Cognitive Biases of the Human Mind in the Acceptance of Religious Beliefs

Document Type : Original Research


Assistant Professor, Department of Ahl- Al Bayt Studies, Faculty of Theology and Ahl- Al Bayt Studies, University of Isfahan, Isfahan, Iran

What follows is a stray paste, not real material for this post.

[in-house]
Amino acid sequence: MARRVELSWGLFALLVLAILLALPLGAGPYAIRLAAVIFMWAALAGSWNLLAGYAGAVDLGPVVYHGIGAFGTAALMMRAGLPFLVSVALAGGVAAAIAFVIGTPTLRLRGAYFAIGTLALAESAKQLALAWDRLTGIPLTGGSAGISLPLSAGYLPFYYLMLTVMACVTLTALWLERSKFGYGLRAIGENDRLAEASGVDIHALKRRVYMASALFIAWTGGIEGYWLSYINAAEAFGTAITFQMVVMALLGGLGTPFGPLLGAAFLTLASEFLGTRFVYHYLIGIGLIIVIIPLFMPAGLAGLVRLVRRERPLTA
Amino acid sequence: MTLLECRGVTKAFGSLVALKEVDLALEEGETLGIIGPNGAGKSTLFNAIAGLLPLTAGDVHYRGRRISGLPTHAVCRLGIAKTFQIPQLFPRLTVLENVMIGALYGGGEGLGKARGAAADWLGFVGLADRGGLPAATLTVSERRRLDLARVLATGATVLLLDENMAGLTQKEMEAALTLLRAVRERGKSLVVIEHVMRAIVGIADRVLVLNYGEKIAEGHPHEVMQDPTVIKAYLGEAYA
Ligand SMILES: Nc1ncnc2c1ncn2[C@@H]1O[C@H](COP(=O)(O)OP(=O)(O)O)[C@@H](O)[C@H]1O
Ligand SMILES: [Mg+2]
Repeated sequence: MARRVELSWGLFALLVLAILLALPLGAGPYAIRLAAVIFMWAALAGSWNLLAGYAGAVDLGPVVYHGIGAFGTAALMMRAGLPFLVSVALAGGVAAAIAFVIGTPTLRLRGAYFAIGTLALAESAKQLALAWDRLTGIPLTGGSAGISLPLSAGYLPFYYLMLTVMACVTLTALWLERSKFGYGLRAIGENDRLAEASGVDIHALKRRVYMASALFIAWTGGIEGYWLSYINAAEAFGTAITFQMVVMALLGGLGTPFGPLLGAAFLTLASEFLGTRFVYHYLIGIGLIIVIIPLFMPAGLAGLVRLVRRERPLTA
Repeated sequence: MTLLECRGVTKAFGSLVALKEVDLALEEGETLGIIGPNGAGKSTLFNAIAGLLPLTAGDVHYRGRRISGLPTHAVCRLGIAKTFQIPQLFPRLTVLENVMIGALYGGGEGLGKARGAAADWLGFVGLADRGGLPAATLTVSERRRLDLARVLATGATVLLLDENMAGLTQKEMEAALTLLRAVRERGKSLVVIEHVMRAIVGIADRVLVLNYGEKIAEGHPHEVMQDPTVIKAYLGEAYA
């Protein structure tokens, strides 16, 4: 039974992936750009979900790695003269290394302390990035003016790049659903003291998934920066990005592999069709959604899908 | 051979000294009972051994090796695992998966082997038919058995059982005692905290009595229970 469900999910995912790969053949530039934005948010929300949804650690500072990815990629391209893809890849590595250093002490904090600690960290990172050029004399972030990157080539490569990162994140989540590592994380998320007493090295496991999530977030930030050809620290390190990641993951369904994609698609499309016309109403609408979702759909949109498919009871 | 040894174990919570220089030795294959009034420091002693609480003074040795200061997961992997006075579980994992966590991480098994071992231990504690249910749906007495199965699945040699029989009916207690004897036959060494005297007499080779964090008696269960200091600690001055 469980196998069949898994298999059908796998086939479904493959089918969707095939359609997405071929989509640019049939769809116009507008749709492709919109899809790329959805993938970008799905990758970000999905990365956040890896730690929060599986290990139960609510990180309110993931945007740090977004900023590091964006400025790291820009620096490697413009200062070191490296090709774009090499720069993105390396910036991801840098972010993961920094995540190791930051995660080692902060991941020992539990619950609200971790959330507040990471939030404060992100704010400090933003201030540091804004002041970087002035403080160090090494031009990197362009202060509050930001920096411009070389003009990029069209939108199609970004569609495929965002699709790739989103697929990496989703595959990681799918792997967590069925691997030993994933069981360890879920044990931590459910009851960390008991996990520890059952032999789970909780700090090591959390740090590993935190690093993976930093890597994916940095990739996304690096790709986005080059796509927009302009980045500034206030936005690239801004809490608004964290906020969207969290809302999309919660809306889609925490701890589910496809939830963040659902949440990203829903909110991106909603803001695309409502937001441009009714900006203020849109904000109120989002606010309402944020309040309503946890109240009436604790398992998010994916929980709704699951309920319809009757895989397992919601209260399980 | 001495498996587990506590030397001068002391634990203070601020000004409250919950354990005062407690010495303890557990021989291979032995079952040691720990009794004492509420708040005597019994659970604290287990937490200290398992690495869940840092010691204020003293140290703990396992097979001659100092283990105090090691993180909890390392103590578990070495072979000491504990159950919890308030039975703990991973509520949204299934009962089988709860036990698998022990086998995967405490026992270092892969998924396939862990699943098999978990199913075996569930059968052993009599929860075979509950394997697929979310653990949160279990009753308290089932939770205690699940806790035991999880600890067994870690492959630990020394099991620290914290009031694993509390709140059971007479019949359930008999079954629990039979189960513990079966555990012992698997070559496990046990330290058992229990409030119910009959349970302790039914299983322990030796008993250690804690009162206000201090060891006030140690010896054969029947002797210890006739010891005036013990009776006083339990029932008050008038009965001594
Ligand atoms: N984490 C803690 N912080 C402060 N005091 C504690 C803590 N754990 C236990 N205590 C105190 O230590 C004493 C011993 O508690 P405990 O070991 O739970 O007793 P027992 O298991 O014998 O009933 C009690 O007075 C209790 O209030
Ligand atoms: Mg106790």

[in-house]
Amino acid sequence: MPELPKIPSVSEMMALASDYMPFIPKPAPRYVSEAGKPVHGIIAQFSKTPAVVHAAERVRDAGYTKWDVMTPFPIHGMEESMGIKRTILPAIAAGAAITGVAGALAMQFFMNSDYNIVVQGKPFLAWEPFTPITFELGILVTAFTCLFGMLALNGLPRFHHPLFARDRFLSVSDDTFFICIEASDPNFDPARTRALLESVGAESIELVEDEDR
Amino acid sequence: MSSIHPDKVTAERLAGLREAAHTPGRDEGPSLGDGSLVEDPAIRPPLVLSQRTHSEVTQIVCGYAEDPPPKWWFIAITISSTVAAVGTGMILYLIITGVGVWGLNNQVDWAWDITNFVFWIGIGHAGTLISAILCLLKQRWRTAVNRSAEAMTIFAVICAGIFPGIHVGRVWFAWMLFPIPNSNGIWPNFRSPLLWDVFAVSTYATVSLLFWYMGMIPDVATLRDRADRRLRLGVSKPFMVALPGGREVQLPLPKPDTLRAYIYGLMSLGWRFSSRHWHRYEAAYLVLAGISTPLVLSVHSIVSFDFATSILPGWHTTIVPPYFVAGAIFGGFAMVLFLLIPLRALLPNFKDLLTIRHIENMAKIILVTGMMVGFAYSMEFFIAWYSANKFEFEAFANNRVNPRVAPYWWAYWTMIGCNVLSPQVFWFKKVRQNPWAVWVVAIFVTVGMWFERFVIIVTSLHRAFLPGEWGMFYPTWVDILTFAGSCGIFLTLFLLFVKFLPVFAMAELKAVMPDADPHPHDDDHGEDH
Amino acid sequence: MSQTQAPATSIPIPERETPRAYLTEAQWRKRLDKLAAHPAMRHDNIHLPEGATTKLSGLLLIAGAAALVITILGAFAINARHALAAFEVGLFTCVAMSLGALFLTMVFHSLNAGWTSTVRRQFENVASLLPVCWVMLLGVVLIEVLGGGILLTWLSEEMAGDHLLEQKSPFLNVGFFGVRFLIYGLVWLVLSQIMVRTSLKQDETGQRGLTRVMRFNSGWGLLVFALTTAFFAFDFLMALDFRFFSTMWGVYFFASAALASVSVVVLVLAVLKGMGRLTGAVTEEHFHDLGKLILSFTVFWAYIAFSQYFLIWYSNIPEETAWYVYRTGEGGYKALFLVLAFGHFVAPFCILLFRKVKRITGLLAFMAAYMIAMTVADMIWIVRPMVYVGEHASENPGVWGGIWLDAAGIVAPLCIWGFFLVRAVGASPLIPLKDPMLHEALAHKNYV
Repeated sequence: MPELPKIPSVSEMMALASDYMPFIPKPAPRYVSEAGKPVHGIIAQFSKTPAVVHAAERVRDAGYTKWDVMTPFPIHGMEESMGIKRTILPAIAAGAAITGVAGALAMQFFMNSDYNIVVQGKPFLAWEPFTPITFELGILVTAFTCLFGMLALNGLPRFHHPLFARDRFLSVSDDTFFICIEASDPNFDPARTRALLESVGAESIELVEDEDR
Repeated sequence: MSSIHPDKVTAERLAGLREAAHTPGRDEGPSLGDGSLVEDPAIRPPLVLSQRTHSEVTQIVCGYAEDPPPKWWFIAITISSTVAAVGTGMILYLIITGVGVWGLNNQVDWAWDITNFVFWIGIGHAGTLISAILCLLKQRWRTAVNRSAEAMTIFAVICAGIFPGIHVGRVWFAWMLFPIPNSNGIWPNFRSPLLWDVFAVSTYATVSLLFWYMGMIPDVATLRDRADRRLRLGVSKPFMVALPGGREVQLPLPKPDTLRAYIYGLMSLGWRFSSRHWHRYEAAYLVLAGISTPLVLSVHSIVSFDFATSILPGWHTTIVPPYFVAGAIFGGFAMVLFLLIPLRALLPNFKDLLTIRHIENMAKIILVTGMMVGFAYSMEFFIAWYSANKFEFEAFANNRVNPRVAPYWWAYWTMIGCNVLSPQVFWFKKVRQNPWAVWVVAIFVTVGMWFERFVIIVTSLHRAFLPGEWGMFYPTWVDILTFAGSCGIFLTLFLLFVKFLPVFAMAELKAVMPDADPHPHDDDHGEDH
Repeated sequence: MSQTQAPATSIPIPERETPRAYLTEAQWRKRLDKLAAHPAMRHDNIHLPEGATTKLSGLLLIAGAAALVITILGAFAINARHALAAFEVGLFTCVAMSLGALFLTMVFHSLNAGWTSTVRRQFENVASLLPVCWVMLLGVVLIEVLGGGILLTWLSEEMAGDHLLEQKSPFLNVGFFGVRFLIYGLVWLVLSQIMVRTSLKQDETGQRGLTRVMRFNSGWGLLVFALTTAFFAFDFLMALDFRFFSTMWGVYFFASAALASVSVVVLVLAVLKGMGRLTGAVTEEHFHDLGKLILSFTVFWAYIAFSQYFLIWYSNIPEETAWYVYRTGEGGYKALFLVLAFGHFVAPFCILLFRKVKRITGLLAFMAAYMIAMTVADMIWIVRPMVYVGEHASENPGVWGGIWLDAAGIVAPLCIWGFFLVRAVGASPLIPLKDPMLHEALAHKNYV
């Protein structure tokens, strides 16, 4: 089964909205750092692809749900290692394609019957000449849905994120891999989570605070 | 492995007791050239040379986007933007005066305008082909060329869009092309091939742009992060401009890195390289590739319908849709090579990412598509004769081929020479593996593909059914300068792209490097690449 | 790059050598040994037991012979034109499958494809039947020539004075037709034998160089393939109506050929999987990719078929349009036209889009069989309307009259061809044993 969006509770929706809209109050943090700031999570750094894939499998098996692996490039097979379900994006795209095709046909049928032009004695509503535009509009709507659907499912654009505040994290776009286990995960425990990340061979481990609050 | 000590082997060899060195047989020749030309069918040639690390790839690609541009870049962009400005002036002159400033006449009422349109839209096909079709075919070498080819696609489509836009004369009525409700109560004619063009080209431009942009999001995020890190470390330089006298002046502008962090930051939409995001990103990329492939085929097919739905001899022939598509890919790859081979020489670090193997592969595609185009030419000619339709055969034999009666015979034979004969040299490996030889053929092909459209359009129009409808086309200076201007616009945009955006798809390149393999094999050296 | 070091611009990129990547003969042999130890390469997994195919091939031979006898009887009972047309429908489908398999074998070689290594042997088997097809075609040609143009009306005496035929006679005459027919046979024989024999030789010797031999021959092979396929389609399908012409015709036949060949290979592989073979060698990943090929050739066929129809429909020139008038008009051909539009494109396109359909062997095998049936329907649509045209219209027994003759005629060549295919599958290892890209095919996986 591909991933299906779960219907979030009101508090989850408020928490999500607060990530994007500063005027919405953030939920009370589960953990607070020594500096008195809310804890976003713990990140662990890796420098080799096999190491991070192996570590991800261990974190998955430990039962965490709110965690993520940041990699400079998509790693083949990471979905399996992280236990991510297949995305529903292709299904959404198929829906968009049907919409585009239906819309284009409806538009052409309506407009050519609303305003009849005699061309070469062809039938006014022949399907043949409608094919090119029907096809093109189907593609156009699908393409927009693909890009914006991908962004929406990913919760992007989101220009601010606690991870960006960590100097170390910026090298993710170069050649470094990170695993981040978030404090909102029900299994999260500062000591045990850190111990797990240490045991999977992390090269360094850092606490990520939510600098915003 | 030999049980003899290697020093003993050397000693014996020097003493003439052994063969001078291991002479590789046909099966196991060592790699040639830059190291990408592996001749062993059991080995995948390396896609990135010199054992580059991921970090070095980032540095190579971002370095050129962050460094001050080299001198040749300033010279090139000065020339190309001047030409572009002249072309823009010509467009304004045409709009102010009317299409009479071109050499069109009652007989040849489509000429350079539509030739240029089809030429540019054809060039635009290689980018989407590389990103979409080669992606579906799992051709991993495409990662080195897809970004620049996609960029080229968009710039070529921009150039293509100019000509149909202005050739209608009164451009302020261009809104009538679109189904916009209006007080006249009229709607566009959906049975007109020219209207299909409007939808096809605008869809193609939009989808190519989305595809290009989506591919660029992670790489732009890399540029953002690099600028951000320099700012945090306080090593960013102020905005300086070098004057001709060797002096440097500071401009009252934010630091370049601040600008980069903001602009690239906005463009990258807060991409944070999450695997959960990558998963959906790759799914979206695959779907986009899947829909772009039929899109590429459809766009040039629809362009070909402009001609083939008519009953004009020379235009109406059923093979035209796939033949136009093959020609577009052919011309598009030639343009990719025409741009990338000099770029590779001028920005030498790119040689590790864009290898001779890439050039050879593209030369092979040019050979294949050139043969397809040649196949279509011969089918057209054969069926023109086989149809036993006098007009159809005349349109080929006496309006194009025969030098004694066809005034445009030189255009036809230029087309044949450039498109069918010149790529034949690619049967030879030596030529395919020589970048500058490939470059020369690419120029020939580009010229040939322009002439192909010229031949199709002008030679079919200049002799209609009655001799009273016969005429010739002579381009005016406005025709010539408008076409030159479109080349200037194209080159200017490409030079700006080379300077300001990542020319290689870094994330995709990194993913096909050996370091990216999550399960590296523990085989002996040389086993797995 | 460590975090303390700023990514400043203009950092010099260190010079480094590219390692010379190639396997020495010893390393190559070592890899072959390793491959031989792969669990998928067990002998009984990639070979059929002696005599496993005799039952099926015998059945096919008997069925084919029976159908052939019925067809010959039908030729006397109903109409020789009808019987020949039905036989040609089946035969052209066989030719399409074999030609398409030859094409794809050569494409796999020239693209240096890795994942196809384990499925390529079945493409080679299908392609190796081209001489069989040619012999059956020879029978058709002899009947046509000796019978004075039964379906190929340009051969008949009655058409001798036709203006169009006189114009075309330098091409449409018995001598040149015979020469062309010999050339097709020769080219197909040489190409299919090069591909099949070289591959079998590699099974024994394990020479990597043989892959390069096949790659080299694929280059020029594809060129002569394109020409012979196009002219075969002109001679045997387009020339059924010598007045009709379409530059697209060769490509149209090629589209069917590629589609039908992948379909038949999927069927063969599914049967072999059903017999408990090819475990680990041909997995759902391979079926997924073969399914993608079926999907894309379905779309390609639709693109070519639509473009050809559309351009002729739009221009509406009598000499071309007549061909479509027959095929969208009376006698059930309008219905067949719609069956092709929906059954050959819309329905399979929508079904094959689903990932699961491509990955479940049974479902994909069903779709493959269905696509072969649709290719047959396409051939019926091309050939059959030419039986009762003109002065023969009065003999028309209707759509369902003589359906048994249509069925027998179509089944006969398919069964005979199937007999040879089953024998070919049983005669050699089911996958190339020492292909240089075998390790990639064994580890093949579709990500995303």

The cognitive science of religion is an emerging field of cognitive science that gathers insights from different disciplines to explain how humans acquire and transmit religious beliefs. According to scholars of the cognitive science of religion, the mental and cognitive mechanisms of the human being have particular orientations and biases that make him susceptible to the acceptance and transmission of religious beliefs. In this essay, while examining the characteristics of these biases and the way they work, we show that although our innate cognitive tendencies make our minds generally receptive to religion, they cannot alone explain the emergence and proliferation of religious beliefs and practices specific to a particular culture. We will also show that although advocates of cognitive explanations put the study of religion as a natural phenomenon on their agenda and seek to discover the natural causes of the formation, acceptance, reinforcement, and prevalence of religious beliefs, their efforts do not reject the validity of religious beliefs as well as the possibility of non-natural explanations of religious beliefs.


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